The hidden health risks of green tea

In recent years, green tea has taken on superfood status. And not without good reason.Green tea has loads of benefits, including its anti-inflammatory, anticarcinogenic and antioxidant properties. But did you know that, for certain people, green tea can actually be hazardous?

Here’s what you need to know to make sure green tea is helping, not harming you.Do you have an autoimmune condition?Men with certain autoimmune conditions might not want to drink green tea. Without getting super science-nerd on you, let me explain:

In a healthy body, there is balance between the Th1 (T cell) and Th2 (B cell) parts of our immune system. And that’s the desirable state. But autoimmune disorders can tip the scales one way or another. And certain foods can either help restore proper balance, or drive it even further out of whack.Green tea can boost your B cells.

Is that a good thing or a bad thing?Green tea contains compounds that can boost your Th2 (B cells) – and whether that’s a benefit or a concern depends on your current condition.If you have an autoimmune disease that already gives you too many B cells, you probably don’t want to drink green tea because drinking it could throw your immune system even more off kilter and exacerbate your symptoms.

If you have any of the following you might be Th2 (B cell) dominant:
• Allergies
• Asthma
• Chronic sinusitis
• Many cancers
• Hepatitis B and C (mixed Th1 and Th2)
• Ulcerative colitis
• Viral infections
• Systemic lupus erythematosus
• Helminth infections

In other words, if any of those conditions apply to you, maybe lay off the green tea.By the way, there are some other Th2 stimulating compounds you might want to avoid while you’re at it. These may include resveratrol (found in red wine and grapes), and curcumin (found in Turmeric and common in curries).What if you are T cell dominant? Will green tea help balance things out?If you have an organ-specific autoimmune disease that means your T cell count is higher than normal, the compounds in green tea could help tip the scales in a more balanced favor.That could be the case if you have any of the following:

• Multiple sclerosis
• IBD/Crohn’s disease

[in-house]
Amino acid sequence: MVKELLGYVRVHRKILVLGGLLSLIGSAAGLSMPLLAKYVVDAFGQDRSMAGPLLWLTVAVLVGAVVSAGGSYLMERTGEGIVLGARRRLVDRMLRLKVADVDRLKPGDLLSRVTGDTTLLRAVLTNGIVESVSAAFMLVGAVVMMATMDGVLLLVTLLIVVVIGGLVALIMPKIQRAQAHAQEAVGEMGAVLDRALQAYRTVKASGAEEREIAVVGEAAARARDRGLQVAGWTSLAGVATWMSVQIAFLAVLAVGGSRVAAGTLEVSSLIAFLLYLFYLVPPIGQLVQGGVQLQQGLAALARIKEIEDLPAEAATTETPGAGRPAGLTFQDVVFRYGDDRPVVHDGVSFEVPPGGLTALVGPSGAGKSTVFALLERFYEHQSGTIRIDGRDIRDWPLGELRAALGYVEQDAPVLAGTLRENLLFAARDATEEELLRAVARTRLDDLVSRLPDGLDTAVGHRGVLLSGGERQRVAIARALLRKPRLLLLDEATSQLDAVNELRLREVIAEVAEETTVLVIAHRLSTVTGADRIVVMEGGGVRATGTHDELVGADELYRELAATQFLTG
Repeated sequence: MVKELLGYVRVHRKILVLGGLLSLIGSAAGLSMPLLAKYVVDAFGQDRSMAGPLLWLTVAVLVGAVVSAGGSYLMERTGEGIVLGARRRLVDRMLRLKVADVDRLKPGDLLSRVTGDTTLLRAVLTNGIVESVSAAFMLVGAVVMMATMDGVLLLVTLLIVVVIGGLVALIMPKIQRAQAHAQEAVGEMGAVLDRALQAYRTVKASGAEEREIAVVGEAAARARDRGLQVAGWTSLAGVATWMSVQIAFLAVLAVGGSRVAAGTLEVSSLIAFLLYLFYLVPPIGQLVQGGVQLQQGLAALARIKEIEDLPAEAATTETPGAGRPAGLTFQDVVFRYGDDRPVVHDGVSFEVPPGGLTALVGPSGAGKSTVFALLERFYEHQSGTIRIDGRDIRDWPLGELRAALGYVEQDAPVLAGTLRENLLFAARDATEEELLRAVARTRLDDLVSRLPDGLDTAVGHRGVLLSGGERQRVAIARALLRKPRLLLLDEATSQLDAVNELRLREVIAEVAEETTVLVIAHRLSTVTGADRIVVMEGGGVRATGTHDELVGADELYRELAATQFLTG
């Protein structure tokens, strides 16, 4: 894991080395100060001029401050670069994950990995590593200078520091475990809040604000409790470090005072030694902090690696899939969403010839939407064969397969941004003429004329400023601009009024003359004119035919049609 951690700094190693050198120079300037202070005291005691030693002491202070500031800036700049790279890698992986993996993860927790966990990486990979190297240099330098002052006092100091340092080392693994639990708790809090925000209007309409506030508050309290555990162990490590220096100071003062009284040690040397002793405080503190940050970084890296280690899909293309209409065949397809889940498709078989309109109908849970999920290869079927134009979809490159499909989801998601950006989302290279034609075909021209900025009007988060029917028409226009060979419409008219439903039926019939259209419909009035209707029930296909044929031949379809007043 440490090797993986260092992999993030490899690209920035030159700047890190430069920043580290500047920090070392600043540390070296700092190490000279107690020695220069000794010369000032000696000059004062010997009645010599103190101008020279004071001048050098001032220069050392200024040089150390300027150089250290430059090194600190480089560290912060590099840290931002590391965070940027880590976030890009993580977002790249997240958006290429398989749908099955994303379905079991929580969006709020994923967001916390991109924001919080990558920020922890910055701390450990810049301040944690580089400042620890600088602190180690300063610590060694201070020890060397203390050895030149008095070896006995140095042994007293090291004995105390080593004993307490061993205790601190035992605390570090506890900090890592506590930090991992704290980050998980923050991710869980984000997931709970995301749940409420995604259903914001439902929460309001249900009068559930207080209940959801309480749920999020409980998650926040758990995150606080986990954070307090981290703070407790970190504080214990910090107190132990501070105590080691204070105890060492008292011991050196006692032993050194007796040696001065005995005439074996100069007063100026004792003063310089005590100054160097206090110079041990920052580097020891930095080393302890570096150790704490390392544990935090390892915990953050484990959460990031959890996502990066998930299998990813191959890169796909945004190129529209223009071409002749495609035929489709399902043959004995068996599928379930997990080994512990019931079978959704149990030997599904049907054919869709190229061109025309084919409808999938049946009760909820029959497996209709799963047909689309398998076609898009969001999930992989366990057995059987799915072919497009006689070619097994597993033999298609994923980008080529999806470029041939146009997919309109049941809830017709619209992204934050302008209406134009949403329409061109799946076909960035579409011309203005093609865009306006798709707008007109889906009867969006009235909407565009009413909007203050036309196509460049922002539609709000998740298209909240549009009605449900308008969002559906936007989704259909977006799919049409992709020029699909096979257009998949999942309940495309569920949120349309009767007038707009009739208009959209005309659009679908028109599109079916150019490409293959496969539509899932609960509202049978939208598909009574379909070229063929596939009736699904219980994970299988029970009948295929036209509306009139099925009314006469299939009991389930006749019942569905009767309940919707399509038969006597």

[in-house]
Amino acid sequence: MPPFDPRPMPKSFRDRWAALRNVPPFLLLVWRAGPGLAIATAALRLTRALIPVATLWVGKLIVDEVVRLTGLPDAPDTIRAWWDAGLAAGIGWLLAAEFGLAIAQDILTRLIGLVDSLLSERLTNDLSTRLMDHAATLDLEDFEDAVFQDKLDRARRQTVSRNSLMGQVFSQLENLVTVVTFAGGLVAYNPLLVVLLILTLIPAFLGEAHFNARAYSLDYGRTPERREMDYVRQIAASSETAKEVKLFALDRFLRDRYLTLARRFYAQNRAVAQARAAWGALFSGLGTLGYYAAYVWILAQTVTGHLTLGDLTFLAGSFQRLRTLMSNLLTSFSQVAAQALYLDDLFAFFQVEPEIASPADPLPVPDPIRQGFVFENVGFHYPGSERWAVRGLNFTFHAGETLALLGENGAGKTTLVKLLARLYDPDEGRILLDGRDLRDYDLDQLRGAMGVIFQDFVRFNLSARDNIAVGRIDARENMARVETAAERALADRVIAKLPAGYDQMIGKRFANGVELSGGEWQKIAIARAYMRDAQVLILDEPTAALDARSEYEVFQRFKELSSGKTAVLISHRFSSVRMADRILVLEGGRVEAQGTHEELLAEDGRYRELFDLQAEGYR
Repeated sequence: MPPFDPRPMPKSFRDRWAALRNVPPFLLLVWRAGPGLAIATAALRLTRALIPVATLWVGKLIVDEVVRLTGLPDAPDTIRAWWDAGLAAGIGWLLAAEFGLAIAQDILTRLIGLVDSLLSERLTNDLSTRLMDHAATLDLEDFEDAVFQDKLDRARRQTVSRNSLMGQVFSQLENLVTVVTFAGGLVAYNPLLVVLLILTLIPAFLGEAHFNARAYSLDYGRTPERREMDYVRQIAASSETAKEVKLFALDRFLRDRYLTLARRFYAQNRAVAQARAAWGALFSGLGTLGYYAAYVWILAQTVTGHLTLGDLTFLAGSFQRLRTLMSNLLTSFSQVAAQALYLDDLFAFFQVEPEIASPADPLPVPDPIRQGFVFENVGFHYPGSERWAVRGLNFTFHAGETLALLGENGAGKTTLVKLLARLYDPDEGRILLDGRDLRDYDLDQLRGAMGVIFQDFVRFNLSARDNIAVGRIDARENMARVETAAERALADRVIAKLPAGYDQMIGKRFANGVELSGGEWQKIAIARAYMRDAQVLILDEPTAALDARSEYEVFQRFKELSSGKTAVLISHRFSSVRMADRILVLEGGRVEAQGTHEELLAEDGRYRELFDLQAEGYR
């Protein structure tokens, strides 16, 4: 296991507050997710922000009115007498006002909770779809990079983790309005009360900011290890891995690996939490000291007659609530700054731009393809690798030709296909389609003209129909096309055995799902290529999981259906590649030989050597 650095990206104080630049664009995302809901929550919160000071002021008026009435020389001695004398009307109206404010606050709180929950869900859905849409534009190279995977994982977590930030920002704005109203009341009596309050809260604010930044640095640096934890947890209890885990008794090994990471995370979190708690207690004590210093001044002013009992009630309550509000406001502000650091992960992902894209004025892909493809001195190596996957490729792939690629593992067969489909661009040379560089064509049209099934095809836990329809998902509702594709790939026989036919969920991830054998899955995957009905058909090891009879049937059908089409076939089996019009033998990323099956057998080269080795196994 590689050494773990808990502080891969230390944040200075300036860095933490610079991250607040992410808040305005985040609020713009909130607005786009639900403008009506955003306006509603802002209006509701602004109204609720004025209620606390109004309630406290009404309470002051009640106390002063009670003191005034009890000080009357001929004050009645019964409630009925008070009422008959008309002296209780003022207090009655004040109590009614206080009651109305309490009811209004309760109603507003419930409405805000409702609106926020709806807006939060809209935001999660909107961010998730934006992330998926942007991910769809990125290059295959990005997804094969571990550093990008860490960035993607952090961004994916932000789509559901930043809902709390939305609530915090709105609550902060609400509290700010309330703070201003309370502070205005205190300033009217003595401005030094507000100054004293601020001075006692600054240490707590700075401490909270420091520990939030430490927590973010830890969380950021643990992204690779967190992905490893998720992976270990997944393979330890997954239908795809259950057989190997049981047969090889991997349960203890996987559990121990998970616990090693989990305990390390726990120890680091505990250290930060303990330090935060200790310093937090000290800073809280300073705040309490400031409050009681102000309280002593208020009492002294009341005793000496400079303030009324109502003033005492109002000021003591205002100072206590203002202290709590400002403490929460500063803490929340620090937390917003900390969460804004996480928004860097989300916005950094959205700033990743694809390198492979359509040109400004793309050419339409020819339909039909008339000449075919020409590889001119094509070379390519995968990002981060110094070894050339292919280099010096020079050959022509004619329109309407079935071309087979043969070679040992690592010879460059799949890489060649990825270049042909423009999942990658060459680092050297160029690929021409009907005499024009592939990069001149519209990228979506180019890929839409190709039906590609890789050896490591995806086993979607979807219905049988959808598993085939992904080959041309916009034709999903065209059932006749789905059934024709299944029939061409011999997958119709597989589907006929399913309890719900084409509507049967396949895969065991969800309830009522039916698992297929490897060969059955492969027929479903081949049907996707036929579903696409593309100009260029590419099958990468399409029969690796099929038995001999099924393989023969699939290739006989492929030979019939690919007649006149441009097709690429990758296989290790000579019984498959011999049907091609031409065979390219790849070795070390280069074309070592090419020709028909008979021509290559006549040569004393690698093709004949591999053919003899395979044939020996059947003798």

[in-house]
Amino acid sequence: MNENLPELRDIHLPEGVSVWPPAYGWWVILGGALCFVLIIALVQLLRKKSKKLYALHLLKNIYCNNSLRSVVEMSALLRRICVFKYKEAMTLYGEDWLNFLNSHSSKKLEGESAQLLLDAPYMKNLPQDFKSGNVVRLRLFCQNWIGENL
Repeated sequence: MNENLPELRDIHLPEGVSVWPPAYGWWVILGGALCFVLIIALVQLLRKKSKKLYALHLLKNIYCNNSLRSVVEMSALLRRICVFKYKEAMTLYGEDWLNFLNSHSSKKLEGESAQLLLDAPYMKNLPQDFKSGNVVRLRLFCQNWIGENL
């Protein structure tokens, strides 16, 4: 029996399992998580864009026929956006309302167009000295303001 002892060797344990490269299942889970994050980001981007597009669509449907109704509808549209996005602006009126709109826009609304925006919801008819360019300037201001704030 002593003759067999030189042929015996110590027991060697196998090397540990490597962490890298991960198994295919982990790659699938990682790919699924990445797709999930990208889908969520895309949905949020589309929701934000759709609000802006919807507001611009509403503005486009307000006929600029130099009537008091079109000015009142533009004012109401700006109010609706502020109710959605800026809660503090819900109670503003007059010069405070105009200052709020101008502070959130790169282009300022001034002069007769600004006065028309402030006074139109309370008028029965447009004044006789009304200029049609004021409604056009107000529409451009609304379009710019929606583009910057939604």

• Type 1 diabetes
• Hashimoto’s disease, Graves disease (thyroiditis)
• Psoriasis
• Rheumatoid arthritis
• Heliobacter pylori induced peptic ulcer

If any of those apply to you, green tea is probably a go. (But check with your doctor, just in case.)On the other hand, if you have any of these diseases, you might want to avoid T cell-stimulating compounds in foods like mushrooms (Maitake, Reishi, Shiitake) or supplements like Echinacea and certain types of ginseng.

Bottom line: Green tea has a proven track record of benefits for the average person. If you don’t have an autoimmune condition, go ahead and brew a cup.(Tip: chill green tea and add it to your super shake for a healthy morning buzz.)

But if you have a diagnosed autoimmune condition, especially a Th2 dominance disorder, green tea might be harmful.(If you want to learn more about Th1 and Th2 and their role in autoimmune disease, check out this study or this study. Or you can click here for a more comprehensive piece on green tea and autoimmunity).

The most important thing you need to know.Be wary of bandwagons that suggest certain foods or supplements are either miracle cures or pure poison. Usually, the truth lies somewhere in between.

Many foods and supplements have a wealth of proven health benefits, but that still doesn’t mean they’re good for everyone. That goes double for you if you have an autoimmune condition.

If you see yourself on either of the above lists, don’t jump to any conclusions and risk harming yourself.Talk to your doctor, and do what’s best for you.


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